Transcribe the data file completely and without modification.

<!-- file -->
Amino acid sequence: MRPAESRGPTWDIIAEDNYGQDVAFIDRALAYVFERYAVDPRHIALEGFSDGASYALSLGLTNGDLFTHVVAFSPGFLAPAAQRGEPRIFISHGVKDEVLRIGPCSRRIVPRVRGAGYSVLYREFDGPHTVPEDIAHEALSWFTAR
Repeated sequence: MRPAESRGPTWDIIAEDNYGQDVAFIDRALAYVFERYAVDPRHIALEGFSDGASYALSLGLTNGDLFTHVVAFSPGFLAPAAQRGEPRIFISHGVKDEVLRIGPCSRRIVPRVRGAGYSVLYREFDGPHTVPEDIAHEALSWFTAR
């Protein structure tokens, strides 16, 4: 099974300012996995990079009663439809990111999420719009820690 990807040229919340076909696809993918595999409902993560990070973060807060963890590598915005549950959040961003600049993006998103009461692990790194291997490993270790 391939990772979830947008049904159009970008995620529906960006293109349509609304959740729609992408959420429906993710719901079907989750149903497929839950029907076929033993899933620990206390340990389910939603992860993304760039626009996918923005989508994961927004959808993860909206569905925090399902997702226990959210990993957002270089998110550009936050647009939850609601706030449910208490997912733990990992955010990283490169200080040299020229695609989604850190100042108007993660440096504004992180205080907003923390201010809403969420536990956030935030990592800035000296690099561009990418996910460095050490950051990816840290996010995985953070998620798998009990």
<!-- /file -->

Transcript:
Amino acid sequence: MRPAESRGPTWDIIAEDNYGQDVAFIDRALAYVFERYAVDPRHIALEGFSDGASYALSLGLTNGDLFTHVVAFSPGFLAPAAQRGEPRIFISHGVKDEVLRIGPCSRRIVPRVRGAGYSVLYREFDGPHTVPEDIAHEALSWFTAR
Repeated sequence: MRPAESRGPTWDIIAEDNYGQDVAFIDRALAYVFERYAVDPRHIALEGFSDGASYALSLGLTNGDLFTHVVAFSPGFLAPAAQRGEPRIFISHGVKDEVLRIGPCSRRIVPRVRGAGYSVLYREFDGPHTVPEDIAHEALSWFTAR
């Protein structure tokens, strides 16, 4: 099974300012996995990079009663439809990111999420719009820690 990807040229919340076909696809993918595999409902993560990070973060807060963890590598915005549950959040961003600049993006998103009461692990790194291997490993270790 391939990772979830947008049904159009970008995620529906960006293109349509609304959740729609992408959420429906993710719901079907989750149903497929839950029907076929033993899933620990206390340990389910939603992860993304760039626009996918923005989508994961927004959808993860909206569905925090399902997702226990959210990993957002270089998110550009936050647009939850609601706030449910208490997912733990990992955010990283490169200080040299020229695609989604850190100042108007993660440096504004992180205080907003923390201010809403969420536990956030935030990592800035000296690099561009990418996910460095050490950051990816840290996010995985953070998620798998009990």